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United States v. Pavelski

April 21, 1986

UNITED STATES OF AMERICA, PLAINTIFF-APPELLEE,
v.
RICK ALAN PAVELSKI, THOMAS MICHAEL RUDOLPH, AND JOHN WALTER RUDOLPH, DEFENDANTS-APPELLANTS



Consolidated Appeals from the United States District Court for the Eastern District of Wisconsin. No. 84-CR-132--Terence T. Evans, Judge. No. 85-CR-18--Robert W. Warren, Judge.

Author: Grant

Before BAUER and WOOD, Circuit Judges, and GRANT, Senior District Judge.*fn*

GRANT, Senior District Judge.

This Appeal arises from convictions for two bank robberies. In the first, No. 84-CR-132, a jury found defendants-appellants guilty of the December 27, 1983 armed robbery of the Cudahy Marine Bank in Cudahy, Wisconsin, in violation of 18 U.S.C. §§ 2, 2113(a) and 2113(d). A fourth robber, Gray, pled guilty and testified against the appellants. The trial court sentenced defendants-appellants, Pavelski and Michael Rudolph, to twenty-five years' imprisonment and defendant-appellant, John Rudolph, to eight years' imprisonment. The trial court ordered each of make restitution in the amount of $27,995.

In No. 85-CR-18, a jury convicted Pavelski of the November 23, 1983 armed robbery in the First State Savings and Loan in New Berlin, Wisconsin, in violation of 18 U.S.C. §§ 2, 2113(a) and 2113(d), and Thomas Rudolph of simple bank robbery, in violation of 18 U.S.C. §§ 2 and 2113(a). The trial court sentenced Pavelski to twenty-five years' imprisonment, and Thomas Rudolph to twenty years' imprisonment, both sentences to run consecutively to the appellants' previous sentences. The trial court ordered each to make restitution in the amount of $3,000.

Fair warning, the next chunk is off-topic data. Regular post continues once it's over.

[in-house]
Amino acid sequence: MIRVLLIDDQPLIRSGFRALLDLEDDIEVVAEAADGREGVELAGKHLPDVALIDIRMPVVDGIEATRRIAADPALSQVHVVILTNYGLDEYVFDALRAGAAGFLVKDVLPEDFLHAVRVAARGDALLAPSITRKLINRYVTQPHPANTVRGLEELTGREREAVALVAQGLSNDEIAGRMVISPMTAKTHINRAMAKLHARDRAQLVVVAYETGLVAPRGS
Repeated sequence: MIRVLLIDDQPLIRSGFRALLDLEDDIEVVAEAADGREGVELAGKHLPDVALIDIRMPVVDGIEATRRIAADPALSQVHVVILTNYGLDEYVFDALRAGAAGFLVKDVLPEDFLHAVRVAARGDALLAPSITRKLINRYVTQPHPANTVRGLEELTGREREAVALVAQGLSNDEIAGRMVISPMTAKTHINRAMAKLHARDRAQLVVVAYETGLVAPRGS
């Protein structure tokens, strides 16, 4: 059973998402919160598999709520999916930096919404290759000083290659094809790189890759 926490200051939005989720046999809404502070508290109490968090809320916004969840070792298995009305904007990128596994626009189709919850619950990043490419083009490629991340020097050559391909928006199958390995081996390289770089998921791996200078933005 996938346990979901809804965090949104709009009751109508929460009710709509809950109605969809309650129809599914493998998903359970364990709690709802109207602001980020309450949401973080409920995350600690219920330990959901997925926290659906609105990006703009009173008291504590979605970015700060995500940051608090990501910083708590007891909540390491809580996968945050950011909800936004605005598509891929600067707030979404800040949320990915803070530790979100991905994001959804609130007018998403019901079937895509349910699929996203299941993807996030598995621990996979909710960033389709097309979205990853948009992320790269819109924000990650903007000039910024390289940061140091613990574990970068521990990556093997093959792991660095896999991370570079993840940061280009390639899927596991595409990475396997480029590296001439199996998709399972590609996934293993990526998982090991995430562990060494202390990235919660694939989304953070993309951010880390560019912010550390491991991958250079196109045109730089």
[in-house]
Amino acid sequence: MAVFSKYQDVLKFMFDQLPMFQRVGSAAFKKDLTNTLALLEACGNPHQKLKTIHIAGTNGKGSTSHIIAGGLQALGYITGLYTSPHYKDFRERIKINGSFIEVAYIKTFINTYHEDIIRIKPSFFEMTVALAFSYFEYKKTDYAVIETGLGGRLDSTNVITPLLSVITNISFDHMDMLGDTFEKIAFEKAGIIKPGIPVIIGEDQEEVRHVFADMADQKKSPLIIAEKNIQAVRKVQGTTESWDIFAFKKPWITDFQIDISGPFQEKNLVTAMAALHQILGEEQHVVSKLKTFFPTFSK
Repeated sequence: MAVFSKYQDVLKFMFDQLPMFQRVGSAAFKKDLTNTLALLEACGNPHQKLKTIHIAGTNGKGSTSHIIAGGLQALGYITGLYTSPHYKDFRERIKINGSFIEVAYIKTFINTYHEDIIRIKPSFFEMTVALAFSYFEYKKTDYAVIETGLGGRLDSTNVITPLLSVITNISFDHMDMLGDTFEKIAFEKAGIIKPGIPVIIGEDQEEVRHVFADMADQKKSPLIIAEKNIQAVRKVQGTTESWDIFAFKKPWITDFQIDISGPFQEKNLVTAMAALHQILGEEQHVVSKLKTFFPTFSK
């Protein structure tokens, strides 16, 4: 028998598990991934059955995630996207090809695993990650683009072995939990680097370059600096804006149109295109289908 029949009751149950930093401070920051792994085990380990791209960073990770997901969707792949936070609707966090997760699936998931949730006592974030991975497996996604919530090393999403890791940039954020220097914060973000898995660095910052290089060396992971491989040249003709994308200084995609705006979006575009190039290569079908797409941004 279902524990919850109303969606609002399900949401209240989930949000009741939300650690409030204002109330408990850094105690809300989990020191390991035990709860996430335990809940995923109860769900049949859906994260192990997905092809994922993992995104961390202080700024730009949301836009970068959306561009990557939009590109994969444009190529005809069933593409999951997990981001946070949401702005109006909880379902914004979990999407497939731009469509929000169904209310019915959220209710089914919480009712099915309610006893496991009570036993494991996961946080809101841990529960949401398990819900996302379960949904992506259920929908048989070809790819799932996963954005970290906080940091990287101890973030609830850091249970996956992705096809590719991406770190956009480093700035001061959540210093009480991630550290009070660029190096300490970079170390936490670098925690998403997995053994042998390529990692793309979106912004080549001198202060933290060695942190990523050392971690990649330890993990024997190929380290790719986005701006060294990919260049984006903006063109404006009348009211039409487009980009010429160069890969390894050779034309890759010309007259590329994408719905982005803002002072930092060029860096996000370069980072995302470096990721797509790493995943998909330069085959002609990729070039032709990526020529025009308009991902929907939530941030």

Before each trial, the appellants moved to suppress evidence taken from them prior to their arrests. Both trial judges denied these motions, and appellants challenge the denials. John Rudolph also challenges the trial judge's denial of his motion for severance. We affirm the convictions.

Facts

The primary question in these appeals involves the evidence taken from the appellants when they were apprehenced in Portland, Oregon. The significant events leading to the appellants' capture follow.

On November 23, 1983, Pavelski, Thomas Rudolph and Gray, a co-defendant who testified pursuant to a grant of immunity for the instant armed robberies as well as two others, held up the First State Savings and Loan in New Berlin, Wisconsin. On December 27, 1983, those three, plus John Rudolph, held up the Cudahy Marine Bank in Cudahy, Wisconsin. The four fled and began a ten-month cross-country odyssey which took them to Illinois, Louisiana, Texas, Florida, Washington, D.C., back to Illinois, on to Arizona, Nevada, Montana, back to Nevada where they disposed of the weapons used in the Wisconsin armed robberies, on to California, Colorado, Nebraska,*fn1 South Dakota, North Dakota, back to Nevada, back to California and finally on to Oregon. The appellants and Gray spent most of the more than $80,000 that they had stolen from the Wisconsin banks.